The other consideration for not making donation compulsary is religious. Some of the more orthodox Judaism sects, for instance, discourage organ transplantation. It should be something left up to individual conscience.

Charles, SJ



The customer isn't a moron, she is your wife -David Ogilvy
User currently offlineSrbmod From , joined Dec 1969, posts, RR:
Reply 12, posted (9 years 9 months 3 weeks 3 days 10 hours ago) and read 689 times:

I'm an organ donor for financial reasons. Here in Georgia when you get or renew your driver's license, they'll ask if you want to be an organ donor, and if you say yes, you only pay $8 for your license instead of $15. Hey saving $7 is well worth it, because who knows, my organs may not be suitable for transplants when it comes time.......

User currently offlineLjungdahl From Sweden, joined Apr 2002, 907 posts, RR: 36
Reply 13, posted (9 years 9 months 3 weeks 3 days 10 hours ago) and read 689 times:

Here in Sweden there is a national database with the donor register, you need to voluntary sign in on it (easily made via the Internet).

Of course I have registered myself as an organ donor.

 Smile/happy/getting dizzy
/Johan


User currently offlineN6376m From , joined Dec 1969, posts, RR:
Reply 14, posted (9 years 9 months 3 weeks 3 days 10 hours ago) and read 679 times:

ConcordBoy writes:

Religious reasons, or just a general desire to not help anyone else.

Aren't you one of the ones arguing that religion has no place in governmental policy. It seems that libs like you hate any church and state involvement - unless it suits your argument.



User currently offlineConcordeBoy From , joined Dec 1969, posts, RR:
Reply 15, posted (9 years 9 months 3 weeks 3 days 9 hours ago) and read 672 times:

Aren't you one of the ones arguing that religion has no place in governmental policy.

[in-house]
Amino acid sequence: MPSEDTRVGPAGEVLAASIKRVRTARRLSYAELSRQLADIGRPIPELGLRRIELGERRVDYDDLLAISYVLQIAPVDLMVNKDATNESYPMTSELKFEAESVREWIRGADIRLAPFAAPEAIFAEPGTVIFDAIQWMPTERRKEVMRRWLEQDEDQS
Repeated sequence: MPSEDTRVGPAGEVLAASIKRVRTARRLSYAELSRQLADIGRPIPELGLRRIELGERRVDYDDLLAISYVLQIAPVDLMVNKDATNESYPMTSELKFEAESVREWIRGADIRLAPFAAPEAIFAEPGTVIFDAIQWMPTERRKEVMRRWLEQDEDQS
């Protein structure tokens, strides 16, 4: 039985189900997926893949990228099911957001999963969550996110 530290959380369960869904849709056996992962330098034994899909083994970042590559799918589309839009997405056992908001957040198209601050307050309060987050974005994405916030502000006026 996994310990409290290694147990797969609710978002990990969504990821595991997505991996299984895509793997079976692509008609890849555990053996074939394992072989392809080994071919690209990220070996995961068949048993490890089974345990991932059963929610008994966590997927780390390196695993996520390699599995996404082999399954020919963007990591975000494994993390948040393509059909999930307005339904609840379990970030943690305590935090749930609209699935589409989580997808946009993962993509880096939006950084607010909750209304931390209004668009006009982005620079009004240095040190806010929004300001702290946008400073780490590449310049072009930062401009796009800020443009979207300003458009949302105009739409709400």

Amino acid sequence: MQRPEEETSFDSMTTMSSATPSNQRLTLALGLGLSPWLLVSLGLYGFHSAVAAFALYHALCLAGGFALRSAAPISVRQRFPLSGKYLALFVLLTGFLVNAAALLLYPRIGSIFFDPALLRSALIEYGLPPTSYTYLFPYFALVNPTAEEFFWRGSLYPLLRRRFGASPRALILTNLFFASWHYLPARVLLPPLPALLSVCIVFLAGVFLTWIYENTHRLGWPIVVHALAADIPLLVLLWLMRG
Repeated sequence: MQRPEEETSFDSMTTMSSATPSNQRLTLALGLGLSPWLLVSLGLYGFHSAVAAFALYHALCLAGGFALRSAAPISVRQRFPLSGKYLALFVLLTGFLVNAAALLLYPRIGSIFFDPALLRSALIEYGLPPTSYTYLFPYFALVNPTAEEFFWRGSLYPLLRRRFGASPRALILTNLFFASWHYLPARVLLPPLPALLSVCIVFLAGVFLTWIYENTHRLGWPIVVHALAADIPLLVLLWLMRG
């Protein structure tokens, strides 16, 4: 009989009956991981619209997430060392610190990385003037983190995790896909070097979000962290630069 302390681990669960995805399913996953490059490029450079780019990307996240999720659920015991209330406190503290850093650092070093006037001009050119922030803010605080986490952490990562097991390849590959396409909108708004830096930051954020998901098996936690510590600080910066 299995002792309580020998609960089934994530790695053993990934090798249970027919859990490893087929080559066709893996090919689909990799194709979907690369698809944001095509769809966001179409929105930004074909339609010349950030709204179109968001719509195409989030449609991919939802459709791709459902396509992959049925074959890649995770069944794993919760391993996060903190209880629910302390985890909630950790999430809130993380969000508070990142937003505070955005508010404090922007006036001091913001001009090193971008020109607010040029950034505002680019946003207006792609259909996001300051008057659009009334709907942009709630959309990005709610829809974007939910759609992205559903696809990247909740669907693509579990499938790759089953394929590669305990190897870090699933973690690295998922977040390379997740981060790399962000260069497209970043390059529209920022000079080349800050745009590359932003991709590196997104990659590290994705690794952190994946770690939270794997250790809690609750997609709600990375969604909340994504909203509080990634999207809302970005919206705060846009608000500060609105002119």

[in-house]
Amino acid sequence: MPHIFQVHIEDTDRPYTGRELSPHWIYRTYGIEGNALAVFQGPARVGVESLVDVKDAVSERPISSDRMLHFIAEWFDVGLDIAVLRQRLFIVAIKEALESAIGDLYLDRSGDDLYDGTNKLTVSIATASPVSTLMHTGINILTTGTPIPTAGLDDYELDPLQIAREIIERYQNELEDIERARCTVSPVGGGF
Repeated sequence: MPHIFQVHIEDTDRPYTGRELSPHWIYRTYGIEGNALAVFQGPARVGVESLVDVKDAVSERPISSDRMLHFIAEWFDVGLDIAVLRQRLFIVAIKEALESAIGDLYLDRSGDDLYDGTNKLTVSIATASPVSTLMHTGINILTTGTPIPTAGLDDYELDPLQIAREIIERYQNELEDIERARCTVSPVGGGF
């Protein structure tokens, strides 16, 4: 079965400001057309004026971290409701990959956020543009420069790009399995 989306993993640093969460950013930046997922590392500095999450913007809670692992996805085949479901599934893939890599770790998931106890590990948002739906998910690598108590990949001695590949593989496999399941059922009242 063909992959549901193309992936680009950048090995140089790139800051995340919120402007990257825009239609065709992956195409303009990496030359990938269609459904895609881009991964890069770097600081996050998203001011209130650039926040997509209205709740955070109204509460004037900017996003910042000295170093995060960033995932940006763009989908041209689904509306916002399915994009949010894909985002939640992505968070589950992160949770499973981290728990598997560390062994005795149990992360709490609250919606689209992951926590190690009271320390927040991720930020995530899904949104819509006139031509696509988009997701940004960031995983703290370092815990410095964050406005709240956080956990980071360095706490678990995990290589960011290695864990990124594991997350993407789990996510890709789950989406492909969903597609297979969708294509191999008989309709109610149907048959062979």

Uh, no.....



It seems that libs like you

Not exactly sure what you've been puffin' on bub... but since when am I a liberal?!?!?!?!  Nuts


User currently offlineWellHung From , joined Dec 1969, posts, RR:
Reply 16, posted (9 years 9 months 3 weeks 3 days 8 hours ago) and read 650 times:

What is this, the do not call list?

User currently offlineXpat From United States of America, joined Nov 2004, 634 posts, RR: 0
Reply 17, posted (9 years 9 months 3 weeks 3 days 8 hours ago) and read 645 times:

Back to the topic at hand. I have donated an organ, a kidney to be exact. While I think it is one of the greatest things you can do, along with donating blood, I certainly don't feel that there should be a mandate forcing people to give up their organs after death. I think the less laws governing what we do with our bodies is in the best interest of our society.


The only thing we have to fear is the sky falling on our heads. -Asterix
User currently offlineClassicLover From Ireland, joined Mar 2004, 4635 posts, RR: 23
Reply 18, posted (9 years 9 months 3 weeks 3 days 4 hours ago) and read 630 times:

In Australia, we get to choose whether we donate or not when renewing our drivers license.

The form allows us to choose which parts we will or won't allow for donation. You tick an all box, or tick individual things (heart, lungs, eyes, etc), or tick that you won't allow it.

A code is then put on your license under "Donor" - and on mine it says A, which means everything.

I think it's a good system - and almost everyone has a photo license anyway, so it works out.

Trent.



I do quite enjoy a spot of flying - more so when it's not in Economy!